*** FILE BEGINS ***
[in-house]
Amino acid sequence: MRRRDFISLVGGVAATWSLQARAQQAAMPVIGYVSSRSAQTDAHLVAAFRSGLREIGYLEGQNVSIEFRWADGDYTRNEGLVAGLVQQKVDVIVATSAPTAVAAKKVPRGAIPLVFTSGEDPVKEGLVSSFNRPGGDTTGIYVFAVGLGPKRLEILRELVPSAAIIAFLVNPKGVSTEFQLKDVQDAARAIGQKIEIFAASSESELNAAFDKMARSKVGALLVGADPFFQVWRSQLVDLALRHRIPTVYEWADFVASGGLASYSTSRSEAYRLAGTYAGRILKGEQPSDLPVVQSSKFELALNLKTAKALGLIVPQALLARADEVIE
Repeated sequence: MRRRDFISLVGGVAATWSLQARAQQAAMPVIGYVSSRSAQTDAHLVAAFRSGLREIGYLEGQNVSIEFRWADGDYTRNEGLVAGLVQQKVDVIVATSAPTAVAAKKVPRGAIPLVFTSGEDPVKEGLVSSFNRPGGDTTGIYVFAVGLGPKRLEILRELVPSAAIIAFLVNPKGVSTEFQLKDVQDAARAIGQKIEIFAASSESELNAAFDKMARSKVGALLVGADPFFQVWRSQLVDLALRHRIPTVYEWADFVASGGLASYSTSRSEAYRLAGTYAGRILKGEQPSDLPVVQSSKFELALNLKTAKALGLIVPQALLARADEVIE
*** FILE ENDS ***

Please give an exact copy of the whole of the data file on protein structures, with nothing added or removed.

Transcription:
[in-house]
Amino acid sequence: MRRRDFISLVGGVAATWSLQARAQQAAMPVIGYVSSRSAQTDAHLVAAFRSGLREIGYLEGQNVSIEFRWADGDYTRNEGLVAGLVQQKVDVIVATSAPTAVAAKKVPRGAIPLVFTSGEDPVKEGLVSSFNRPGGDTTGIYVFAVGLGPKRLEILRELVPSAAIIAFLVNPKGVSTEFQLKDVQDAARAIGQKIEIFAASSESELNAAFDKMARSKVGALLVGADPFFQVWRSQLVDLALRHRIPTVYEWADFVASGGLASYSTSRSEAYRLAGTYAGRILKGEQPSDLPVVQSSKFELALNLKTAKALGLIVPQALLARADEVIE
Repeated sequence: MRRRDFISLVGGVAATWSLQARAQQAAMPVIGYVSSRSAQTDAHLVAAFRSGLREIGYLEGQNVSIEFRWADGDYTRNEGLVAGLVQQKVDVIVATSAPTAVAAKKVPRGAIPLVFTSGEDPVKEGLVSSFNRPGGDTTGIYVFAVGLGPKRLEILRELVPSAAIIAFLVNPKGVSTEFQLKDVQDAARAIGQKIEIFAASSESELNAAFDKMARSKVGALLVGADPFFQVWRSQLVDLALRHRIPTVYEWADFVASGGLASYSTSRSEAYRLAGTYAGRILKGEQPSDLPVVQSSKFELALNLKTAKALGLIVPQALLARADEVIE